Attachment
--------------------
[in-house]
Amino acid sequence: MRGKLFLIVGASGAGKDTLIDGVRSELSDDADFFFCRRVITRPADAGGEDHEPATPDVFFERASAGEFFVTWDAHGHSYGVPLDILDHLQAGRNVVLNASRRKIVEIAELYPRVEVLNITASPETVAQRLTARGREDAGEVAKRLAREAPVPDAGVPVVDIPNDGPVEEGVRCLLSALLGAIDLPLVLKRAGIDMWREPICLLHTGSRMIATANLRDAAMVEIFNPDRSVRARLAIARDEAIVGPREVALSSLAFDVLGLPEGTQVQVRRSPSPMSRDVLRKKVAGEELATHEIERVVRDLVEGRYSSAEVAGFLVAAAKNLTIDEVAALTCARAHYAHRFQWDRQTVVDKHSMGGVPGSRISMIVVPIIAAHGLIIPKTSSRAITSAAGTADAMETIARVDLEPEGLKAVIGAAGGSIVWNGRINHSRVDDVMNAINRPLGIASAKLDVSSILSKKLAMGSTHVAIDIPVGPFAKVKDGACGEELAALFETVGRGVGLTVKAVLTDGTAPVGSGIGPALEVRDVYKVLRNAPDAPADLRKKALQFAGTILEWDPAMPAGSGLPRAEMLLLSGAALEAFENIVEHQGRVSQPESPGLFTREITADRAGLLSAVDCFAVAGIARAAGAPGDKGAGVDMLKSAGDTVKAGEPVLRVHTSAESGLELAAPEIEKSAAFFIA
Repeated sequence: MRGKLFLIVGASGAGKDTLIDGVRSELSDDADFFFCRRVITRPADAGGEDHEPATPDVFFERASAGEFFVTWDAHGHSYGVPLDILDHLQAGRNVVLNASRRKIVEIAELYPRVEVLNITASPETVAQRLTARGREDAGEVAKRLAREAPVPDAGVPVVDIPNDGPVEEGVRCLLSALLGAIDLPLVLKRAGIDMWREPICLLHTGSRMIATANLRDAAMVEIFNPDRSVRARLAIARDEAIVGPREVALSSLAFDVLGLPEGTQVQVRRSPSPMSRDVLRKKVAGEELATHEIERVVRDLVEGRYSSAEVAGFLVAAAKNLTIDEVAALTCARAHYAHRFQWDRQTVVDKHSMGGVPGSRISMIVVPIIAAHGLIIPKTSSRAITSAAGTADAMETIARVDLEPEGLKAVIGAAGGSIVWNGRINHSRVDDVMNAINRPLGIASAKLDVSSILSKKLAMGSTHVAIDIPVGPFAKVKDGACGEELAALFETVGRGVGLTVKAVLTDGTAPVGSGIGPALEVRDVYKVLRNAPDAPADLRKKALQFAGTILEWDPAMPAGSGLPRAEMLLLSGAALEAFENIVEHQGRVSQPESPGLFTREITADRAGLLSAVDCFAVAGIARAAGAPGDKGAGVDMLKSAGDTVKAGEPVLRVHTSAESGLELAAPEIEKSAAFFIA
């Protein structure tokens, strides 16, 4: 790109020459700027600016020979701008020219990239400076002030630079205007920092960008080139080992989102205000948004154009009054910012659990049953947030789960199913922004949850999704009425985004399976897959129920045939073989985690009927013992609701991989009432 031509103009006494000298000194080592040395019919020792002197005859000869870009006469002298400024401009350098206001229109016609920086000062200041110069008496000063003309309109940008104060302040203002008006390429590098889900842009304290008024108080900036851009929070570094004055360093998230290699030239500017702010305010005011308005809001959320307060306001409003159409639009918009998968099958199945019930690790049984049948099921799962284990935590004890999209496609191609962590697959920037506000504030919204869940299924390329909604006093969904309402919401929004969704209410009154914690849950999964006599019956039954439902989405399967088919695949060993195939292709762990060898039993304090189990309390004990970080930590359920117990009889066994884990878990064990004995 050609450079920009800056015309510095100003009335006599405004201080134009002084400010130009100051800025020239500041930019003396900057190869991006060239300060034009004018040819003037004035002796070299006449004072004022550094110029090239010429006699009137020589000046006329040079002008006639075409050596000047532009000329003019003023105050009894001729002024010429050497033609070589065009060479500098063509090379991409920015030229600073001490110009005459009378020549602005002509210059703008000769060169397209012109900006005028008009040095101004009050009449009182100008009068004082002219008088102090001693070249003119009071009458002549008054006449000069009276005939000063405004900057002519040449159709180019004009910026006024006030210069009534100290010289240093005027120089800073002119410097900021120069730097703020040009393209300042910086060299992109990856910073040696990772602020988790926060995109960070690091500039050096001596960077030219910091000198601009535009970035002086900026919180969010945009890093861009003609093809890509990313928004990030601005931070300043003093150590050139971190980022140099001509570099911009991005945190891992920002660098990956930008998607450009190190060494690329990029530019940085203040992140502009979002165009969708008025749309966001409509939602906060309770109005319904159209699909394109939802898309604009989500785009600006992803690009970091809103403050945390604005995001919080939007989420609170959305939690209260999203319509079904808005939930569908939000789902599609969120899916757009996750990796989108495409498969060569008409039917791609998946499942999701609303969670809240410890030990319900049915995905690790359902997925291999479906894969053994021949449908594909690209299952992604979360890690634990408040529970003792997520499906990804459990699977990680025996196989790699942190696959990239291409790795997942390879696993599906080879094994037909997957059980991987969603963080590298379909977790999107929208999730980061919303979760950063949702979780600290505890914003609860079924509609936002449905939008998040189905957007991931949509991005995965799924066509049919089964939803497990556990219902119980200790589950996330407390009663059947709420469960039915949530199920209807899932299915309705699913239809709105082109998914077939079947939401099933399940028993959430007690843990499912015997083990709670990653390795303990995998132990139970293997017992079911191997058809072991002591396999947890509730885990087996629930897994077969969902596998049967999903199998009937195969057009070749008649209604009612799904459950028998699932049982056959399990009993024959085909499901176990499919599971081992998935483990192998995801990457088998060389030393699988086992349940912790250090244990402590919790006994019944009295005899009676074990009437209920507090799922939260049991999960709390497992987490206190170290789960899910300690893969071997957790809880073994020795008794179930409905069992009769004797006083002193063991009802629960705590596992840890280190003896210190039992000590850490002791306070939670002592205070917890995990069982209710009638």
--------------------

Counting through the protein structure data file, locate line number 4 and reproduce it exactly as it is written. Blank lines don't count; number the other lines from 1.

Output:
């Protein structure tokens, strides 16, 4: 790109020459700027600016020979701008020219990239400076002030630079205007920092960008080139080992989102205000948004154009009054910012659990049953947030789960199913922004949850999704009425985004399976897959129920045939073989985690009927013992609701991989009432 031509103009006494000298000194080592040395019919020792002197005859000869870009006469002298400024401009350098206001229109016609920086000062200041110069008496000063003309309109940008104060302040203002008006390429590098889900842009304290008024108080900036851009929070570094004055360093998230290699030239500017702010305010005011308005809001959320307060306001409003159409639009918009998968099958199945019930690790049984049948099921799962284990935590004890999209496609191609962590697959920037506000504030919204869940299924390329909604006093969904309402919401929004969704209410009154914690849950999964006599019956039954439902989405399967088919695949060993195939292709762990060898039993304090189990309390004990970080930590359920117990009889066994884990878990064990004995 050609450079920009800056015309510095100003009335006599405004201080134009002084400010130009100051800025020239500041930019003396900057190869991006060239300060034009004018040819003037004035002796070299006449004072004022550094110029090239010429006699009137020589000046006329040079002008006639075409050596000047532009000329003019003023105050009894001729002024010429050497033609070589065009060479500098063509090379991409920015030229600073001490110009005459009378020549602005002509210059703008000769060169397209012109900006005028008009040095101004009050009449009182100008009068004082002219008088102090001693070249003119009071009458002549008054006449000069009276005939000063405004900057002519040449159709180019004009910026006024006030210069009534100290010289240093005027120089800073002119410097900021120069730097703020040009393209300042910086060299992109990856910073040696990772602020988790926060995109960070690091500039050096001596960077030219910091000198601009535009970035002086900026919180969010945009890093861009003609093809890509990313928004990030601005931070300043003093150590050139971190980022140099001509570099911009991005945190891992920002660098990956930008998607450009190190060494690329990029530019940085203040992140502009979002165009969708008025749309966001409509939602906060309770109005319904159209699909394109939802898309604009989500785009600006992803690009970091809103403050945390604005995001919080939007989420609170959305939690209260999203319509079904808005939930569908939000789902599609969120899916757009996750990796989108495409498969060569008409039917791609998946499942999701609303969670809240410890030990319900049915995905690790359902997925291999479906894969053994021949449908594909690209299952992604979360890690634990408040529970003792997520499906990804459990699977990680025996196989790699942190696959990239291409790795997942390879696993599906080879094994037909997957059980991987969603963080590298379909977790999107929208999730980061919303979760950063949702979780600290505890914003609860079924509609936002449905939008998040189905957007991931949509991005995965799924066509049919089964939803497990556990219902119980200790589950996330407390009663059947709420469960039915949530199920209807899932299915309705699913239809709105082109998914077939079947939401099933399940028993959430007690843990499912015997083990709670990653390795303990995998132990139970293997017992079911191997058809072991002591396999947890509730885990087996629930897994077969969902596998049967999903199998009937195969057009070749008649209604009612799904459950028998699932049982056959399990009993024959085909499901176990499919599971081992998935483990192998995801990457088998060389030393699988086992349940912790250090244990402590919790006994019944009295005899009676074990009437209920507090799922939260049991999960709390497992987490206190170290789960899910300690893969071997957790809880073994020795008794179930409905069992009769004797006083002193063991009802629960705590596992840890280190003896210190039992000590850490002791306070939670002592205070917890995990069982209710009638």